emotionally involved in the human drama unfolding thousands of miles away). It would have been easy for this film to have developed as a heroes vs villains action thriller (in the Steven Segal mode). Instead, it chooses to explore the devastating human consequences of piracy on the high seas. Well worth watching.
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1 of 2 people found the following review helpful
5.0 out of 5 stars Hijacking shown up for what it is...criminal, 27 Sep 2013
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Taught, tense, exciting and yet an excellent study in emotional disintegration under intense, sustained pressure.

Don't watch this for laughs.
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1 of 2 people found the following review helpful
5.0 out of 5 stars A superb production, 22 Sep 2013
By 
Lynn Braben "lynnieb" (UK) - See all my reviews
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If you want a night of light viewing, don't get this film, but if you want to see superb acting, fabulous directing, and a thought provoking story, then this is the film, based on real events, is for you.
Since Borgen and Forbrydelson, I have been introduced to the wonders of Scandinavian film making. While American Directors tend to go for the 'shoot first act questions never' model, the Scandi films/tv series I have seen so far, are much more character driven, and A Highjacking is a fine example of this. We are slowly drawn in, inch by inch. The viewers get to know each and every character, and all the gamut emotions they experience. At. times it was like invading someone's personal space when they are suffering the worst thing they could ever suffer. And as there are only a few different sets in the film, at times it was like a stage play.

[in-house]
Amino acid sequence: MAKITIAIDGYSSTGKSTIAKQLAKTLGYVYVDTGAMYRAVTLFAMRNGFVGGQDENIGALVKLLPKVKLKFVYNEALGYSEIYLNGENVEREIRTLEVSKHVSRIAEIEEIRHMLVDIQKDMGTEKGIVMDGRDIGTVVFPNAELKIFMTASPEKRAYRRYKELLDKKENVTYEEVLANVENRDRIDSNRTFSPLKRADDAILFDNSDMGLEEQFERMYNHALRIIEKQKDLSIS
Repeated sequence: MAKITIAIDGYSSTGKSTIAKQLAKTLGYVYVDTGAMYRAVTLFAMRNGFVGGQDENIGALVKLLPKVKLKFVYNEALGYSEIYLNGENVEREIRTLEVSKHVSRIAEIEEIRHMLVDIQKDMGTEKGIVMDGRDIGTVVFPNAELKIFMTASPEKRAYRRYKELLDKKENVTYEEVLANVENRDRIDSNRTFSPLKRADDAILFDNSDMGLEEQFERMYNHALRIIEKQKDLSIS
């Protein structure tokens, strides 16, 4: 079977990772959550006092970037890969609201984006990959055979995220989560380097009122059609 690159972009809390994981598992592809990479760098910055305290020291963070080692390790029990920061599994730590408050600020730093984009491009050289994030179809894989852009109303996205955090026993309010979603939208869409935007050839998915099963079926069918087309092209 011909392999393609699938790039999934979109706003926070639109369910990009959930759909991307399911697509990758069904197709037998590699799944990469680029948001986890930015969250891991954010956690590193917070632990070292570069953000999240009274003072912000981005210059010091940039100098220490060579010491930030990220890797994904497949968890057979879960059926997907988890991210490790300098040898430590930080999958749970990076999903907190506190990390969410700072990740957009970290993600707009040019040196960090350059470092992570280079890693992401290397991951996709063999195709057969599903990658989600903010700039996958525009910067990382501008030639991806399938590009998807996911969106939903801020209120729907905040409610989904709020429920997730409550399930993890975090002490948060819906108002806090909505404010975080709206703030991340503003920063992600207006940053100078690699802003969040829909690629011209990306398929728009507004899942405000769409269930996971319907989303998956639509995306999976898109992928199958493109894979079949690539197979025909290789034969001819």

This film took my breath away. Pilou Asbaek who was in Borgen was brilliant, as was Soren Malling, (Jan from Killing 1). And if anyone is worreied about sub-titles, then half the film is in ENglish

PSWatching the extras that came with my copy was a rewvelation, and I'd highly recommend a watch.
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1 of 2 people found the following review helpful
5.0 out of 5 stars brilliant danish treat, 9 Sep 2013
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Missed this on its limited cinema release but this is a real Danish gem to enjoy at home [ especially as a fan of the killing and borgen as there are many familiar actors ] . Basically it shows the horror of being held captive by Somali pirates and also the way the hostage negotiation is handled and the consequences for all . Yes this is a film of slow pace and subtle pausing but if you enjoy Danish tv you will both expect and enjoy this . There is no Bruce Willis arriving to save the day with a machine gun or Tom Hanks pulling a gurn of pain , just an emotional brilliant powerful story in which the audience is treated as an intelligent adult .
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5.0 out of 5 stars Five Stars, 22 July 2014
By 
Soft Daddy (Co Wexford Ireland) - See all my reviews
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very good - very happy thank you
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2 of 4 people found the following review helpful
3.0 out of 5 stars Undecided, 19 Feb 2014
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Curious how with so many of the 'Film Noir' actors they keep cropping up in different roles. This seemed strange to begin with in this film as it was almost a spinoff from Borgen, though in a wholly different situation. It seems to have got rave reviews, but I found it relatively simple, uneventful, and just a means of passing away 90 minutes. I was never on the edge of my seat is what I am trying to say.
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2 of 4 people found the following review helpful
4.0 out of 5 stars a Hijacking, 28 Dec 2013
By 
Mr. P. E. Tilbury (Barnstaple, England) - See all my reviews
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good plot, very good actors, shows how being in a situation like that can change the way you are after being released
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A Hijacking [Blu-ray]
A Hijacking [Blu-ray] by Tobias Lindholm (Blu-ray - 2013)